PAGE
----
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FHA drastically reduces waiting times for foreclosures, bankruptcies

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Mortgage Professional America | 19 Aug 2013, 06:18 AM Agree 0
The FHA has made it drastically easier for once-struggling homeowners to qualify for a mortgage backed by the agency
  • Ron Moorhouse | | 19 Aug 2013, 07:20 AM Agree 0
    Is this effective immediately?
  • John C Durham | | 19 Aug 2013, 07:29 AM Agree 0
    Wonderful news for all Americans.
  • Joe Heisler | | 19 Aug 2013, 08:04 AM Agree 0
    Finally some positive changes @ HUD. Now they need to go back and re visit the MIP increases of the past 3 year years that are having a devastating effect on the housing market.
  • Ron Bennett | | 19 Aug 2013, 08:14 AM Agree 0
    This will help a lot of people get back into the market sooner.
  • Milly D'Angelo | | 19 Aug 2013, 08:15 AM Agree 0
    Great news
  • Mr. Will from Jacksonville | | 19 Aug 2013, 09:38 AM Agree 0
    This should definitely give some relief.
  • Mr. Will from Jacksonville | | 19 Aug 2013, 09:39 AM Agree 0
    This is good news.
  • Bob Martin | | 19 Aug 2013, 10:20 AM Agree 0
    Adam Smith, can you provide the Mortgagee Letter number that specifically addresses this reduction in wait periods and the parameters that borrower must meet? Thank You.
  • Bob Martin | | 19 Aug 2013, 10:32 AM Agree 0
    Mr. Smith,

    I just called FHA 1-800-callfha and they could not confirm the claims that you have made in this article. Please supply your sources of this information as FHA still requires 3 year wait period if applicant experienced short sale previously. Wait period for CH 7 Bankruptcy remains for three years. Ch 13 Bankruptcy has always been one year or 2/3rds of payments completed the greater of, with timely payments on the CH 13 to the trustee. Again, please document or site the source of your information. Thank You
  • greenfront | | 19 Aug 2013, 10:46 AM Agree 0
    Mortgagee Letter 2013-26
  • Jana | | 19 Aug 2013, 10:52 AM Agree 0
    ML 2013-26
  • Jessica Robinson | | 19 Aug 2013, 10:55 AM Agree 0
    Mortgagee Letter 2013-26
  • Ron Moorhouse | | 19 Aug 2013, 11:00 AM Agree 0
    it is Mortgagee Letter 2013-26
    Date: August 15, 2013
    To: All FHA-Approved Mortgagees
    Back to Work - Extenuating Circumstances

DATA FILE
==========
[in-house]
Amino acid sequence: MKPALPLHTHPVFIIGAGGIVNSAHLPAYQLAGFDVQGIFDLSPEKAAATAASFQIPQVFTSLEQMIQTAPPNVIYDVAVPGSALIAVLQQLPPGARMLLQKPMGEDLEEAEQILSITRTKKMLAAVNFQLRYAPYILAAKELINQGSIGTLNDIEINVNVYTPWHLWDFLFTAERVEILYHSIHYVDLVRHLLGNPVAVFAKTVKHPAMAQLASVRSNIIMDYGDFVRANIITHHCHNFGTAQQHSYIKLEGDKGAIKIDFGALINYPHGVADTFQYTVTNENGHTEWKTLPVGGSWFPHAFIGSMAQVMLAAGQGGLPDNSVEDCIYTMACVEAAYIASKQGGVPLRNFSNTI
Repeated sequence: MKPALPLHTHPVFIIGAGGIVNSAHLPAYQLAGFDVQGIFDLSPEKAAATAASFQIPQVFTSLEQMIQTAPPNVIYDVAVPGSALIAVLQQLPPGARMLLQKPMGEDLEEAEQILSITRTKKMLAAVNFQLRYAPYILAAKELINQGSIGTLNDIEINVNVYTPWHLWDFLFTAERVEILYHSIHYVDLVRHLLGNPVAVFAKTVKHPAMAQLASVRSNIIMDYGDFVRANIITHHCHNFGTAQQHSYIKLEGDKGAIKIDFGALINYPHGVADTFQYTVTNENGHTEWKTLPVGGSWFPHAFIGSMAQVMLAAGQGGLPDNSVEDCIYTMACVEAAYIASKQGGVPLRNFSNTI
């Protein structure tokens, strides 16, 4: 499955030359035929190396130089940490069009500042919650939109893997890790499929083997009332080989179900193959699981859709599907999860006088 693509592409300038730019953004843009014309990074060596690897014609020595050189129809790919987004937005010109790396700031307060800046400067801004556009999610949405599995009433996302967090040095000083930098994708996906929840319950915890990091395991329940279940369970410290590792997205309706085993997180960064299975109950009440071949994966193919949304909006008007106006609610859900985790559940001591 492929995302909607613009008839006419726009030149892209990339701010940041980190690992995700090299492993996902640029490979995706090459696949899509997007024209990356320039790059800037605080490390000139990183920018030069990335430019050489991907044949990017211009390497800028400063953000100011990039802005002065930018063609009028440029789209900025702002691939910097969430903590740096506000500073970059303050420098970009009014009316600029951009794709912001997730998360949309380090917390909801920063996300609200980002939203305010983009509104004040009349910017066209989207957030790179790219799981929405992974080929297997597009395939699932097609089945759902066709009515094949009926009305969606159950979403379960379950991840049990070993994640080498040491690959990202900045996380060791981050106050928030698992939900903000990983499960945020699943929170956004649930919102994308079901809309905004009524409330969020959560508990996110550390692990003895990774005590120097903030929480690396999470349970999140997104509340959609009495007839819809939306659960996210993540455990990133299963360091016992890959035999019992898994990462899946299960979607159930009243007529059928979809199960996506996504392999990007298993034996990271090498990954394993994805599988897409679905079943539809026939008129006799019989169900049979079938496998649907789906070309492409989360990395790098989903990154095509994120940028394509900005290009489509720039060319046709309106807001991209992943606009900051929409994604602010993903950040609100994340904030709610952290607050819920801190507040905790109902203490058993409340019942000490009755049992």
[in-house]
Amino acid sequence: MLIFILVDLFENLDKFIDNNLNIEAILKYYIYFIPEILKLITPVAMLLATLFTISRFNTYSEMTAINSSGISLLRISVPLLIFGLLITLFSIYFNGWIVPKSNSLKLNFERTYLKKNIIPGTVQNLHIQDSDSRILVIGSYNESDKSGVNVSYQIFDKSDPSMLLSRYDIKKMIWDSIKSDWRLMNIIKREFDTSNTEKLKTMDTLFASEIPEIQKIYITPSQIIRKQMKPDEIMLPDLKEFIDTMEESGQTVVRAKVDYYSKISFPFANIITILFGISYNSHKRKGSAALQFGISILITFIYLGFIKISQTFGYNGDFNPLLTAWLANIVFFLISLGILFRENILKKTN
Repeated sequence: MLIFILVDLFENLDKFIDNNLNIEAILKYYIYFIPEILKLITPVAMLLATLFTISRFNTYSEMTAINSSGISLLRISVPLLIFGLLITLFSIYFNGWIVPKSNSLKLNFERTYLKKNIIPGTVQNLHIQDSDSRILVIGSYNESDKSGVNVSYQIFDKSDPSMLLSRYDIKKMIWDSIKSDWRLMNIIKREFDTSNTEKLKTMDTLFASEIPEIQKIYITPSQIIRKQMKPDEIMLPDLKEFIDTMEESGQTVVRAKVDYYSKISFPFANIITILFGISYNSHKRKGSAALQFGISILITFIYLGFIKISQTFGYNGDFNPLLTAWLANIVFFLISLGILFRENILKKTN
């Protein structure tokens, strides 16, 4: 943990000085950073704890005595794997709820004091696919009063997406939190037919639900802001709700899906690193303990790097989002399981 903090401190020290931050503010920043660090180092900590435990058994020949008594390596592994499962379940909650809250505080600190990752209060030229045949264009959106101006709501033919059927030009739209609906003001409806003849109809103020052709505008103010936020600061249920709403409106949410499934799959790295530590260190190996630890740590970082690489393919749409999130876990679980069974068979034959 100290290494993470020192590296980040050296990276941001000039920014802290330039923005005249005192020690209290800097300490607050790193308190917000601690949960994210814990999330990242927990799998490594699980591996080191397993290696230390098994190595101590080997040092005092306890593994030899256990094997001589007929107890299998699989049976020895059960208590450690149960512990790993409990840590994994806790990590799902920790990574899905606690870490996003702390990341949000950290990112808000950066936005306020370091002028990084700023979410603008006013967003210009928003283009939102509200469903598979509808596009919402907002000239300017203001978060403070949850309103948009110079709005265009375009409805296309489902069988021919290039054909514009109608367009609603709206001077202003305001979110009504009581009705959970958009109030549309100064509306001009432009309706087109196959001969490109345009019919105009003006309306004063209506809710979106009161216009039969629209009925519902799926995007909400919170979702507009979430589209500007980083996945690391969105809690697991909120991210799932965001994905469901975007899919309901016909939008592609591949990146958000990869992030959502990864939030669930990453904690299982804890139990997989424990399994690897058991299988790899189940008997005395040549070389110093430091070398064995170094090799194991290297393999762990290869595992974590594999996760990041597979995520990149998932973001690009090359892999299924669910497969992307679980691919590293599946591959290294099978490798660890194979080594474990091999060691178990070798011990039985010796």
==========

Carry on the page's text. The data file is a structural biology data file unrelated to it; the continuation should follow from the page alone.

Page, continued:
Effective now, but of course each lender must decide whether to use it or not.
  • SoCalGal | | 19 Aug 2013, 11:02 AM Agree 0
    Link to authoritative source:

  • Mike | | 19 Aug 2013, 11:15 AM Agree 0
    Mortgagee Letter 2013-26
  • Wendy Smith | | 19 Aug 2013, 01:29 PM Agree 0
    This is good news. I think I will contact all my short sale sellers. Gotta go.....
  • SoCalGal | | 19 Aug 2013, 02:46 PM Agree 0
    Yes, it is effective immediately.
  • Mike | | 19 Aug 2013, 03:25 PM Agree 0
    It may be effective immediately, but do you know a lender that is doing them yet? I can't find one. This will take time.
  • SoCalGal | | 19 Aug 2013, 04:28 PM Agree 0
    United Mortgage Corp is doing them, effective immediately.

    Jason Frangoulis
    National Wholesale Manager
    United Mortgage Corp
    510 Broadhollow Road
    Melville, NY 11747
    Direct Seller/Servicers with Fannie Mae and Freddie Mac with no underwriting overlays
    Check out our site to find out more

  • Bob Ripe | | 20 Aug 2013, 08:31 AM Agree 0
    Great News !
  • Gilles | | 20 Aug 2013, 09:42 AM Agree 0
    When does waiting period after a foreclosure begin? Day I'm evicted? Day bank re-sells house?
  • Carol Wedekind | | 21 Aug 2013, 08:08 AM Agree 0
    GILLES - bankruptcy begins when court DISCHARGES it. After you file bankruptcy, you will be notified when it has been discharged. That is the date you have to use.
  • Bayview Mortgage Inc | | 22 Aug 2013, 10:30 AM Agree 0
    This is silly. Once someone Looses a home. they should be required to move in with their mother for a few years as penance.
  • Wendy Smith | | 22 Aug 2013, 11:25 AM Agree 0
    Bayview Mortgage, whoa you are ruthless.
  • John C Durham | | 22 Aug 2013, 12:19 PM Agree 0
    Hey BayView Mort. All for it as soon as about 25,000 higher up Wall Street bankers go to jail. Then everything would make sense. Your suggestion just makes more nonsense. (Where you been in the last 8 eight years?)
  • Mati Rosa Morphis - Folsom Realtor | | 22 Aug 2013, 01:45 PM Agree 0
    This is great news for many people who for the most part kept up with all their other payments and this will spark a good balance in our local real estate market.